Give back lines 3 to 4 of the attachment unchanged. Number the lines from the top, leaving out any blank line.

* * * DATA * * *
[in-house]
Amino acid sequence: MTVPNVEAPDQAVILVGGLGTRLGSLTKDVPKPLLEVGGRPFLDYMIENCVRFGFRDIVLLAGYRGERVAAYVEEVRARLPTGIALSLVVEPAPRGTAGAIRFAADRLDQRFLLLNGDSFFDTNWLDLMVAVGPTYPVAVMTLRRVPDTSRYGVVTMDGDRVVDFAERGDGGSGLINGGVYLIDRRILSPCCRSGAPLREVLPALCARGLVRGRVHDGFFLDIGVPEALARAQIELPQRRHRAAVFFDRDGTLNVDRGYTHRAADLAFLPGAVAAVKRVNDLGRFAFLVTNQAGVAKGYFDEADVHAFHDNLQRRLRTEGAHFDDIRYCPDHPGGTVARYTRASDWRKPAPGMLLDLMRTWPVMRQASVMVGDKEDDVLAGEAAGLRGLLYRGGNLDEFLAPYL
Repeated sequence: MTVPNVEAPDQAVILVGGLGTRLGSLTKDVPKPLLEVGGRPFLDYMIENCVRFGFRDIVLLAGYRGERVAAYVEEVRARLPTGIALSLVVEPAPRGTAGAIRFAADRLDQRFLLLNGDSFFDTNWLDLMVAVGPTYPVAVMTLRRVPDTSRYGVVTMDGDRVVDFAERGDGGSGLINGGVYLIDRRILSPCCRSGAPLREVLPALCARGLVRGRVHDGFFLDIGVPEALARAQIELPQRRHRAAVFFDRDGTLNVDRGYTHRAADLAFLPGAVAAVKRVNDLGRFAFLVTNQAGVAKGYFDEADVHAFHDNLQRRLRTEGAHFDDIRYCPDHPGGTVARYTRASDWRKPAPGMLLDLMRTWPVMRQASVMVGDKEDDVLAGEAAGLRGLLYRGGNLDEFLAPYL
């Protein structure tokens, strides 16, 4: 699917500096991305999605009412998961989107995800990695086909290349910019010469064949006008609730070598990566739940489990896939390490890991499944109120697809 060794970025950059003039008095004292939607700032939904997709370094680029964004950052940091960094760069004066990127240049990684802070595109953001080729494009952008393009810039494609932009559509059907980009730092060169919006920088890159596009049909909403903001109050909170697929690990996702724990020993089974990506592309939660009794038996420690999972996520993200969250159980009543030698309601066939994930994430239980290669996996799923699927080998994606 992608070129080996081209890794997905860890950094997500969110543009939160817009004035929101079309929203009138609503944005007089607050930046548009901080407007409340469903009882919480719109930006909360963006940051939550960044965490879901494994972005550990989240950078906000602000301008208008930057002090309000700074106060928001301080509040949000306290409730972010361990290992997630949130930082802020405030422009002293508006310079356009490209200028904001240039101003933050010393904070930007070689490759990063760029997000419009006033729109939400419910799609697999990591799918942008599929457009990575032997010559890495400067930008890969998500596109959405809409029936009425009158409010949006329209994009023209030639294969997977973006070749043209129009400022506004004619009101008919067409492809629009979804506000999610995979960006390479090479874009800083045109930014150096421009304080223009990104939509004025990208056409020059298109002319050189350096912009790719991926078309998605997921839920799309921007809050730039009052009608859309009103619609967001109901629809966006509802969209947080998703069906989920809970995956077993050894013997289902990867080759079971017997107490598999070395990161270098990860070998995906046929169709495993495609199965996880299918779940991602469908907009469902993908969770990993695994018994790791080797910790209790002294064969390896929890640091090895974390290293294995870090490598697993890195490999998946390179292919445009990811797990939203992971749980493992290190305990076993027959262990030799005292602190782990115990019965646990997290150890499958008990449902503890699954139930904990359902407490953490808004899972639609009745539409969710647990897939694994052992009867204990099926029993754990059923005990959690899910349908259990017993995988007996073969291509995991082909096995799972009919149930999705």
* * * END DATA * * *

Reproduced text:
Repeated sequence: MTVPNVEAPDQAVILVGGLGTRLGSLTKDVPKPLLEVGGRPFLDYMIENCVRFGFRDIVLLAGYRGERVAAYVEEVRARLPTGIALSLVVEPAPRGTAGAIRFAADRLDQRFLLLNGDSFFDTNWLDLMVAVGPTYPVAVMTLRRVPDTSRYGVVTMDGDRVVDFAERGDGGSGLINGGVYLIDRRILSPCCRSGAPLREVLPALCARGLVRGRVHDGFFLDIGVPEALARAQIELPQRRHRAAVFFDRDGTLNVDRGYTHRAADLAFLPGAVAAVKRVNDLGRFAFLVTNQAGVAKGYFDEADVHAFHDNLQRRLRTEGAHFDDIRYCPDHPGGTVARYTRASDWRKPAPGMLLDLMRTWPVMRQASVMVGDKEDDVLAGEAAGLRGLLYRGGNLDEFLAPYL
């Protein structure tokens, strides 16, 4: 699917500096991305999605009412998961989107995800990695086909290349910019010469064949006008609730070598990566739940489990896939390490890991499944109120697809 060794970025950059003039008095004292939607700032939904997709370094680029964004950052940091960094760069004066990127240049990684802070595109953001080729494009952008393009810039494609932009559509059907980009730092060169919006920088890159596009049909909403903001109050909170697929690990996702724990020993089974990506592309939660009794038996420690999972996520993200969250159980009543030698309601066939994930994430239980290669996996799923699927080998994606 992608070129080996081209890794997905860890950094997500969110543009939160817009004035929101079309929203009138609503944005007089607050930046548009901080407007409340469903009882919480719109930006909360963006940051939550960044965490879901494994972005550990989240950078906000602000301008208008930057002090309000700074106060928001301080509040949000306290409730972010361990290992997630949130930082802020405030422009002293508006310079356009490209200028904001240039101003933050010393904070930007070689490759990063760029997000419009006033729109939400419910799609697999990591799918942008599929457009990575032997010559890495400067930008890969998500596109959405809409029936009425009158409010949006329209994009023209030639294969997977973006070749043209129009400022506004004619009101008919067409492809629009979804506000999610995979960006390479090479874009800083045109930014150096421009304080223009990104939509004025990208056409020059298109002319050189350096912009790719991926078309998605997921839920799309921007809050730039009052009608859309009103619609967001109901629809966006509802969209947080998703069906989920809970995956077993050894013997289902990867080759079971017997107490598999070395990161270098990860070998995906046929169709495993495609199965996880299918779940991602469908907009469902993908969770990993695994018994790791080797910790209790002294064969390896929890640091090895974390290293294995870090490598697993890195490999998946390179292919445009990811797990939203992971749980493992290190305990076993027959262990030799005292602190782990115990019965646990997290150890499958008990449902503890699954139930904990359902407490953490808004899972639609009745539409969710647990897939694994052992009867204990099926029993754990059923005990959690899910349908259990017993995988007996073969291509995991082909096995799972009919149930999705």